Whilst my knowledge of geography has improved (slightly) through living in and travelling around the country, my history is still shite, I can tell you the ways in which Henry VIII relieved himself of each of his wives (divorced, beheaded, died, divorced, beheaded, survived) but that's only because the rhyme kind of sticks...

Consequently I do enjoy a book that will give me my reading fix whilst at the same time going some way to plugging a gap in my historical knowledge. Philippa Gregory is the perfect author for this, weaving a web of fiction around verified facts and spinning tales out of the grey areas, I have read several of her books and am never disappointed.

The White Queen covers the period of Edward IV, 1464 through to Richard III in 1486, the War of the Roses, and details the rise and fall of Elizabeth Woodville and her family as she catches the King and they (the family) hang on to his coat tails, trying to wring as much profit from the union as possible.

Edward and Elizabeth were married for some 19 years which gives a lot of ground to cover in 400 pages and while it all needed mentioning I did feel that the story barely held together in some places and for me there was little feeling of the passage of time, other than the near constant state of pregnancy of the Queen. It wasn't until towards the end of the book, after Edward's death and Elizabeth's flight to santuary in Westminster Abbey that I really felt gripped by the tale.

I enjoyed learning about the the 'Princes in the Tower' - the two young sons of Edward and Elizabeth who were next in line to the throne and for whom Richard (King Edward's brother) was supposed to act as Protector. That the two boys were imprisoned in the Tower of London is fact, but what happened to them subsequently is still a mystery, no bodies have ever been confirmed as theirs and Richard was able to declare himself righful monarch by the overturning of Edward and Elizabeth's marriage, with that pronounced unlawful any offspring became illegitimate and so forfeighted their right to the crown.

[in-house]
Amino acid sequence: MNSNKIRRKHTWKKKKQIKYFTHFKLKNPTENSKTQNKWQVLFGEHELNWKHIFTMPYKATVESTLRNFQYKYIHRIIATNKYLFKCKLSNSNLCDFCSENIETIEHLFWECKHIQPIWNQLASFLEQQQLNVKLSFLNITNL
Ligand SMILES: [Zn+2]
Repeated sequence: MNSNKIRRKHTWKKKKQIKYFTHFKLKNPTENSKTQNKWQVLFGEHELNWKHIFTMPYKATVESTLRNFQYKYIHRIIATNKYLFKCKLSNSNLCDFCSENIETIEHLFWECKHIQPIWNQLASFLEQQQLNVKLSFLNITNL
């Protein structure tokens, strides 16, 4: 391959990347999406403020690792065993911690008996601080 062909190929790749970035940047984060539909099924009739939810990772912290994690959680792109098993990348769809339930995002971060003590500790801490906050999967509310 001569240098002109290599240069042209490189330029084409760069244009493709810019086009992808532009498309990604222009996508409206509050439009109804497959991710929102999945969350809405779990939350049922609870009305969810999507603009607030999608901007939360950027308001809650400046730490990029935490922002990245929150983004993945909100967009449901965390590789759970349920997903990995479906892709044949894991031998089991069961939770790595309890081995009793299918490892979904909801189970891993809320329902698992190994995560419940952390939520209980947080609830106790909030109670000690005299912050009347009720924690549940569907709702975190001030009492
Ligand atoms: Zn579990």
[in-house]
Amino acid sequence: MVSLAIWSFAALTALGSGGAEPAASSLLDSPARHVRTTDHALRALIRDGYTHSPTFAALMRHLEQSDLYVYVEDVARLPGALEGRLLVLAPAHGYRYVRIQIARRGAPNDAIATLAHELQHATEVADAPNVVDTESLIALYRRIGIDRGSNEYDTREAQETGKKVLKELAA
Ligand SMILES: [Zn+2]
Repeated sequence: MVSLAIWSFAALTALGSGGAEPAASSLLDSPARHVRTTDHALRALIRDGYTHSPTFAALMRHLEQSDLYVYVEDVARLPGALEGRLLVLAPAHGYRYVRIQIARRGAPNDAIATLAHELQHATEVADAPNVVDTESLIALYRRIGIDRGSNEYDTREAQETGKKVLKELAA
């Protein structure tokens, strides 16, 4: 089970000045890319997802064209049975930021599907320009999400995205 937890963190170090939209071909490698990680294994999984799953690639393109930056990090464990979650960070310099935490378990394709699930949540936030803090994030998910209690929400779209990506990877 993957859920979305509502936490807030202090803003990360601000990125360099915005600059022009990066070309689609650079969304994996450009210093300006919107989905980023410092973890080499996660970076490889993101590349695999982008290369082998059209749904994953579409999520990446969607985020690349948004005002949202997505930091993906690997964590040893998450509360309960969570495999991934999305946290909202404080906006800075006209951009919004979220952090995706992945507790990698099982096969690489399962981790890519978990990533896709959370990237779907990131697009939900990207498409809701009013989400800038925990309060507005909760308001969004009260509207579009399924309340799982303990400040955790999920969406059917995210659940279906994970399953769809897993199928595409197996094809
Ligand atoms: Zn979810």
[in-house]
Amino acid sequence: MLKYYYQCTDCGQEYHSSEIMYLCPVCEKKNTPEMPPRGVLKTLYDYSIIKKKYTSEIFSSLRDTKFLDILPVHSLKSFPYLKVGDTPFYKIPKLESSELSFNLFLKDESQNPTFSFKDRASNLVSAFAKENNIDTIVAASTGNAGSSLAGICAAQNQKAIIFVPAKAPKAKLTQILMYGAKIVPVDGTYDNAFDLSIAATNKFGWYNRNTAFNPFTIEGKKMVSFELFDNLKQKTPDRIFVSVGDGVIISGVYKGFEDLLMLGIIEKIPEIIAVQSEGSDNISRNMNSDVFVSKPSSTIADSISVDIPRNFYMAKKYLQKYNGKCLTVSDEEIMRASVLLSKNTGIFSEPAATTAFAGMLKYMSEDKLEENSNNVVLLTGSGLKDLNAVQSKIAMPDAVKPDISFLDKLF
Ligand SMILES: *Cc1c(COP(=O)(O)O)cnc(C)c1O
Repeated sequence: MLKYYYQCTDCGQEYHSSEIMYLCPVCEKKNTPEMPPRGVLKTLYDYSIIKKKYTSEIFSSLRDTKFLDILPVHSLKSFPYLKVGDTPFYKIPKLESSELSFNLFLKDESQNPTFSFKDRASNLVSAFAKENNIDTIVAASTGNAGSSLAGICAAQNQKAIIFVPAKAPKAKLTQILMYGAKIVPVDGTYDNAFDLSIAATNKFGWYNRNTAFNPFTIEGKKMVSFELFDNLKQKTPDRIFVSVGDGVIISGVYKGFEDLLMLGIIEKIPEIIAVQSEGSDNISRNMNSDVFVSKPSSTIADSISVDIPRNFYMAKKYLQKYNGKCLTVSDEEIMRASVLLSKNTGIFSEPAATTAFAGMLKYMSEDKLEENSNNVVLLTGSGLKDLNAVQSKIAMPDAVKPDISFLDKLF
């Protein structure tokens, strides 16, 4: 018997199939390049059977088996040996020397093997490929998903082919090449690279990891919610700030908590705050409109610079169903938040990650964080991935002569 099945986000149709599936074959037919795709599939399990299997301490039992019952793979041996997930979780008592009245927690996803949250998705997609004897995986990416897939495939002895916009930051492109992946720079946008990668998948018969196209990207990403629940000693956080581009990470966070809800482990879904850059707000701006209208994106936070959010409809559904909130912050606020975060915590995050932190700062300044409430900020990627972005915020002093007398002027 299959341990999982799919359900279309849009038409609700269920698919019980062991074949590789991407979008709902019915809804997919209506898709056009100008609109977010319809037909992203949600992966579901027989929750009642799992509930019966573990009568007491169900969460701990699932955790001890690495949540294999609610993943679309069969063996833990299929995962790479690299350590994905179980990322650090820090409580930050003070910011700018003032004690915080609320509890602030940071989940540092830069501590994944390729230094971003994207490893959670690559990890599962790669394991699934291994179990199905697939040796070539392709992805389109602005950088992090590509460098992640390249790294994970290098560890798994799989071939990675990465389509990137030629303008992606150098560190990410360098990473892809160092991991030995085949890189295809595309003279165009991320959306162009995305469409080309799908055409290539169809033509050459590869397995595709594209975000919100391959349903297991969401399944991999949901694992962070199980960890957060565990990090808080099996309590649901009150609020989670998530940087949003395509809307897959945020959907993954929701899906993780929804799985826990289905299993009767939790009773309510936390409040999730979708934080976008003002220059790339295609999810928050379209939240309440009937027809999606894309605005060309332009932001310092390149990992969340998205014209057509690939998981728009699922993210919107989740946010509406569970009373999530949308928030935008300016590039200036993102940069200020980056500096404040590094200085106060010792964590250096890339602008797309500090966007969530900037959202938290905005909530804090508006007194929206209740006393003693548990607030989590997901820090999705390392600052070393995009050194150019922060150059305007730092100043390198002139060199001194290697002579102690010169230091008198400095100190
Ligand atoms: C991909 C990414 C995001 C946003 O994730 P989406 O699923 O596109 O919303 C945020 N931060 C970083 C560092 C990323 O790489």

A good read, and I love a book that creates a thirst for knowledge - I've googled most of the characters from that period of history this week, and was fascinated to discover that through her granddaughter, Queen Margaret of Scotland, Elizabeth became the ancestress of the Stuart, Hanover and Windsor dynasties, the descendents of whom still rule over the United Kingdom, not bad for a commoner!

As I said, a good read, but not her best.

Monday, February 7, 2011

Dirty Stop Outs

The first Friday of every month is always bookgroup at Le Chat Noir, and last Friday night was no exception.

I'd booked the table for 11 people (who'd said they could make it) and was surprised to arrive and find the table full of people I hadn't expected...bookgroup members alright, just not ones I'd anticipated seeing, still, it's better to have more people there than less.

The book we were supposed to discuss was 'Eat, Pray, Love' (which I have previously reviewed and declared it to be a waste of my time), and because most of us who'd actually ploughed through its navel gazing, personal analysis had thought it to be bilge we didn't actually talk about the book much, other than to agree on its crapness and to refuse to read the sequel.